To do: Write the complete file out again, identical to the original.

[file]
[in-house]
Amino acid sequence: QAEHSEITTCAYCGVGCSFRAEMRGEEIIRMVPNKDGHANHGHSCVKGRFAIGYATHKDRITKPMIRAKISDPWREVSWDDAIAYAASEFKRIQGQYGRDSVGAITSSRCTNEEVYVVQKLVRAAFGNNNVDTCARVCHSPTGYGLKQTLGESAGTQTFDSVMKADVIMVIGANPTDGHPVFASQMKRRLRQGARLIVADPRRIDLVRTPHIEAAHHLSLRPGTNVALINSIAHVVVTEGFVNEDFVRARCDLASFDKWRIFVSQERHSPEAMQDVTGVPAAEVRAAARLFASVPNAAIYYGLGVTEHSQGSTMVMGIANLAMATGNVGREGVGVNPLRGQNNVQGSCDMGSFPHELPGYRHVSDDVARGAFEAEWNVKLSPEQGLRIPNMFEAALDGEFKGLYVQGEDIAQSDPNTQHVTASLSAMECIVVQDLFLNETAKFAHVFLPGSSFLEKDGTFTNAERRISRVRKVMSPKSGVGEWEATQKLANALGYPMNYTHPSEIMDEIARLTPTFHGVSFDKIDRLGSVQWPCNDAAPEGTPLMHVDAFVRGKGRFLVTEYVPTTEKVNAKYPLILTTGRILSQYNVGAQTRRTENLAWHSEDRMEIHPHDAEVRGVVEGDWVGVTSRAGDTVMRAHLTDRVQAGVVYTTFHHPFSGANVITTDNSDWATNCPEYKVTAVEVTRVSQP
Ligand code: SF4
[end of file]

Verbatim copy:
[in-house]
Amino acid sequence: QAEHSEITTCAYCGVGCSFRAEMRGEEIIRMVPNKDGHANHGHSCVKGRFAIGYATHKDRITKPMIRAKISDPWREVSWDDAIAYAASEFKRIQGQYGRDSVGAITSSRCTNEEVYVVQKLVRAAFGNNNVDTCARVCHSPTGYGLKQTLGESAGTQTFDSVMKADVIMVIGANPTDGHPVFASQMKRRLRQGARLIVADPRRIDLVRTPHIEAAHHLSLRPGTNVALINSIAHVVVTEGFVNEDFVRARCDLASFDKWRIFVSQERHSPEAMQDVTGVPAAEVRAAARLFASVPNAAIYYGLGVTEHSQGSTMVMGIANLAMATGNVGREGVGVNPLRGQNNVQGSCDMGSFPHELPGYRHVSDDVARGAFEAEWNVKLSPEQGLRIPNMFEAALDGEFKGLYVQGEDIAQSDPNTQHVTASLSAMECIVVQDLFLNETAKFAHVFLPGSSFLEKDGTFTNAERRISRVRKVMSPKSGVGEWEATQKLANALGYPMNYTHPSEIMDEIARLTPTFHGVSFDKIDRLGSVQWPCNDAAPEGTPLMHVDAFVRGKGRFLVTEYVPTTEKVNAKYPLILTTGRILSQYNVGAQTRRTENLAWHSEDRMEIHPHDAEVRGVVEGDWVGVTSRAGDTVMRAHLTDRVQAGVVYTTFHHPFSGANVITTDNSDWATNCPEYKVTAVEVTRVSQP
Ligand code: SF4